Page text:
Dr Shane Oliver, Chief Economist, outlines 6 recommendations to help investors remain focused on the long term.
Volatility and risk events will feature in global share markets this year, but these factors shouldn’t derail investors’ longer-term outlooks, Shane Oliver, AMP Capital’s Chief Economist, says.
Not just global but domestic risk events could also spark share market sell offs in the range of the close to 10 per cent sell off in February, Oliver notes.
The ongoing slowdown in house prices in Sydney and Melbourne and the possible impact this could have on banks, spending and the broader economy could be one of the so called “risk events” investors are likely to have on their radars, Oliver comments.
Rising inflation and bond yields causing volatility; “trade wars” resulting from new tariffs on imports into the US; ongoing political issues relating to the US President Donald Trump’s administration – all of these risks will be on the minds of investors this year.
However, investors should remember to not lose sign of the longer term picture; that is, while there will be more volatility this year, the trends in share markets continued to be underpinned by global growth.
Oliver highlights investors wanting to remain focused on the long-term should be reminding themselves of the following points:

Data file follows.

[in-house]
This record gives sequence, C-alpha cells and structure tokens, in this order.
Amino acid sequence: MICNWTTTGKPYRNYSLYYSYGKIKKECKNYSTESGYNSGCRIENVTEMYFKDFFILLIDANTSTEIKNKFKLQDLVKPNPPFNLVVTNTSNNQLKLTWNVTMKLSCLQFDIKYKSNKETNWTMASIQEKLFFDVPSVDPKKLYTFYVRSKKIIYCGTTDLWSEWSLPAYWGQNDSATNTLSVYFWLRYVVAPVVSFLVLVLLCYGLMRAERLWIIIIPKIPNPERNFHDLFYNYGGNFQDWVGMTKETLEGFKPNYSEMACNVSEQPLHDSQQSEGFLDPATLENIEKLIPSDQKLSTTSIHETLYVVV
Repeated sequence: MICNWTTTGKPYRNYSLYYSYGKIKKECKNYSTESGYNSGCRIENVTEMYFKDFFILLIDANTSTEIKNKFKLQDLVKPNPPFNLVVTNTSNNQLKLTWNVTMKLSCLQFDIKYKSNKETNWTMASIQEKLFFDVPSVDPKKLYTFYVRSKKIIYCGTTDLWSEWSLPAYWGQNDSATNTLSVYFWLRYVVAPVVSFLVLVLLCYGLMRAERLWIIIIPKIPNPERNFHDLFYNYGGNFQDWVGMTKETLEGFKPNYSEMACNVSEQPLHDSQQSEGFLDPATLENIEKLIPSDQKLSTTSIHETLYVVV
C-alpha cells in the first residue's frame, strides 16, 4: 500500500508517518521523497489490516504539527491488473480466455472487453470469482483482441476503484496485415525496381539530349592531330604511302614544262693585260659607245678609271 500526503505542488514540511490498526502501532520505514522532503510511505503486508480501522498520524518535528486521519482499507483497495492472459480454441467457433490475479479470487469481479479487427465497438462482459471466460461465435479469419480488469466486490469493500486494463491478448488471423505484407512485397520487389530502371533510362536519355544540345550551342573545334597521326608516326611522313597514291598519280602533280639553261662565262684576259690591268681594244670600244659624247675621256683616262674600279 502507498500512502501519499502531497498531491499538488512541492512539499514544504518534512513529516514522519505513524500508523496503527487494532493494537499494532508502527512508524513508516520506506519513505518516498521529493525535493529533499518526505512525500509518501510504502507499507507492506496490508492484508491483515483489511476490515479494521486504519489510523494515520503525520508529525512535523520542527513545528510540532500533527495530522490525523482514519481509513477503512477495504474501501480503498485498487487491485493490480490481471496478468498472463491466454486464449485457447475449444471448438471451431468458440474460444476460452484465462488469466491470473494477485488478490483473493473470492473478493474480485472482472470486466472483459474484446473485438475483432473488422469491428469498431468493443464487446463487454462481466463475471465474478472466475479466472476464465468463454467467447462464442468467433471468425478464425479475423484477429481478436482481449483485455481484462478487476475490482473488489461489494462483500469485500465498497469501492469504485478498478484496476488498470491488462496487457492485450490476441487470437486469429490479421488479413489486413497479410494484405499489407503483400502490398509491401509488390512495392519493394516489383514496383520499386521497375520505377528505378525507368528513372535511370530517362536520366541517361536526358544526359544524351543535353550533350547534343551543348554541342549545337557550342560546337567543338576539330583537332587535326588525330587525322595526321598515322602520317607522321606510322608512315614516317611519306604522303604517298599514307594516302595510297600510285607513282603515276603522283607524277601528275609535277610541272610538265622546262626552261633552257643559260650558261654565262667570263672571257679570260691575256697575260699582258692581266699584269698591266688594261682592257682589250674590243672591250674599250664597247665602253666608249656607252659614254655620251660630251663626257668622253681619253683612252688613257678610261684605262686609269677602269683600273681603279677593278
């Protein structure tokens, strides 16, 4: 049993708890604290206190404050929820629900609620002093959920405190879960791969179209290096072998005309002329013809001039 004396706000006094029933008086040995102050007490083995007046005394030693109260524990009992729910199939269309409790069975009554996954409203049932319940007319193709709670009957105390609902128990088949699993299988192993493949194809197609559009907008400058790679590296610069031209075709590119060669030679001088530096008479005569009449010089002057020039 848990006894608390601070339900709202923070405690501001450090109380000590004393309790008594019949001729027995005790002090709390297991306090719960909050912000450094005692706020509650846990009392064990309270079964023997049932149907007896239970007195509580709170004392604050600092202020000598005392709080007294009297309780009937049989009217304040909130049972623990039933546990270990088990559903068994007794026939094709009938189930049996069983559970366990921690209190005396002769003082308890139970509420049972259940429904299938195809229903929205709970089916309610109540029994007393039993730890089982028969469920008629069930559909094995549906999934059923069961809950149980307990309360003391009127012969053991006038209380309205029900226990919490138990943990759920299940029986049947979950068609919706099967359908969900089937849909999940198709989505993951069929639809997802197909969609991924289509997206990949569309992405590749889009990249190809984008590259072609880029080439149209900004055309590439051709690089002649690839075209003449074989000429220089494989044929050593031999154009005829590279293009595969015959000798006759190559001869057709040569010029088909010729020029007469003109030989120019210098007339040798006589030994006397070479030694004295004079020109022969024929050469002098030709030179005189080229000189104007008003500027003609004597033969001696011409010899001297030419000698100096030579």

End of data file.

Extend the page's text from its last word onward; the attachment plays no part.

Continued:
- First, periodic sharp setbacks in share markets are healthy and normal. Shares literally climb a wall of worry over many years with numerous periodic setbacks, but with the long-term trend providing higher returns than other more stable assets.
- Second, selling shares or switching to a more conservative investment strategy or superannuation option after a major fall just locks in a loss. The best way to guard against selling on the basis of emotion after a sharp fall is to adopt a well thought out, long-term investment strategy and stick to it.
- Third, when shares and growth assets fall they are cheaper and offer higher long-term return prospects. The key is to look for opportunities that pullbacks provide.
- Fourth, while shares may have fallen in value the dividends from the market haven’t. So the income flow you are receiving from a well-diversified portfolio of shares remains attractive.
- Fifth, shares often bottom at the point of maximum bearishness. And investor confidence does appear to be getting very negative which is a good sign from a contrarian perspective.
- Finally, turn down the noise. In periods of market turmoil, the flow of negative news reaches fever pitch. Which makes it very hard to stick to your well-considered long-term strategy let alone see the opportunities. So best to turn down the noise.
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